A few years ago at the Search Engine Strategies conference (SES) in London an expert panel speaker suggested that top positions in organic search don’t always equate to top results for the website. I thought at the time that this was a very strange thing to say.
Like most web designers and SEO experts in the industry, the strategy is always to get clients websites in the top 3-5 results for their key search terms. The higher your website appears the more traffic you will receive and in turn the higher your revenue potential.
Appearing higher up on the first page of search results does indeed lead to huge increases in traffic levels but can this can come at a cost?
Well the answer is possibly. Websites which appear 9th or 10th generally receive much less traffic, although the traffic is usually of a higher quality. By the time users reach those websites lower in the results they have already completed a large amount of research and are clearer about what they are looking for.
This was my theory anyway and so I decided to put this to the test on a personal eCommerce website which I was working on at the time. After a number of weeks of optimization I had managed to get my website onto the 1st page in Google for two of my three main keyword search terms. Traffic grew steadily and website conversion was very good.
4 weeks later I was now hitting the top spot for one search term and the 2nd spot for the other two. Traffic spiralled and as you can imagine I was very pleased with my efforts. Orders we’re up, but not as much as I’d expected. I hadn’t changed anything on site, including the products and pricing, yet site conversion had almost halved and I just couldn’t work out the reasons for this.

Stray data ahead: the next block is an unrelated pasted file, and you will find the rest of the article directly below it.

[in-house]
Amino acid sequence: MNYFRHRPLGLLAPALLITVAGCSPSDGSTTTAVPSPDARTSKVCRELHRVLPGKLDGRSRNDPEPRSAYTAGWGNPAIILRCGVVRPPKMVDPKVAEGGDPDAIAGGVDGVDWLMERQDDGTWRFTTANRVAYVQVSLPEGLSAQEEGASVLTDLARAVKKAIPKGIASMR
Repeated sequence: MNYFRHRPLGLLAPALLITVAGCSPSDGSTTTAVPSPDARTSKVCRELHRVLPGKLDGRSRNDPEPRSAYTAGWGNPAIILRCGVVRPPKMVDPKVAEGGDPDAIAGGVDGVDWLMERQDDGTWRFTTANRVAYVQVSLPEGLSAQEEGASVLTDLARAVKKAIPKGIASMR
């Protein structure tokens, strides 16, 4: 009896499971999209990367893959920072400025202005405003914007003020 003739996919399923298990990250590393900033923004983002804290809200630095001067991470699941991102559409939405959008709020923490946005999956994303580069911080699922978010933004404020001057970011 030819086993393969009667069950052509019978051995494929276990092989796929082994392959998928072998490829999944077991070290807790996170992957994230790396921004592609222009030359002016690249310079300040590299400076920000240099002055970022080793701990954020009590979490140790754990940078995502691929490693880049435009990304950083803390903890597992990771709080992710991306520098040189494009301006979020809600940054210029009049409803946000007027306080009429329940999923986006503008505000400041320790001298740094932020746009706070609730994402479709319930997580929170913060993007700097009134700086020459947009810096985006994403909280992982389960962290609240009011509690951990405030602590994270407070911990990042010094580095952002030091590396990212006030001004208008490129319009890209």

For a month or so, I moved on to another project which mean’t that I had to let the SEO strategy for my eCommerce website slip for a while. As i expected, traffic dropped because of this and I returned to the bottom half of Google result page but looking at my analytics, conversion had shot up again, back to where it was.
How true this speaker at SES was in this example. Now I am not suggesting for one minute that the top spot is no longer as important, not by a long way, but depending on your website, there may be times where it pays to be a little lower down on the page.
Has anyone else experienced this with their websites? Please share your story below.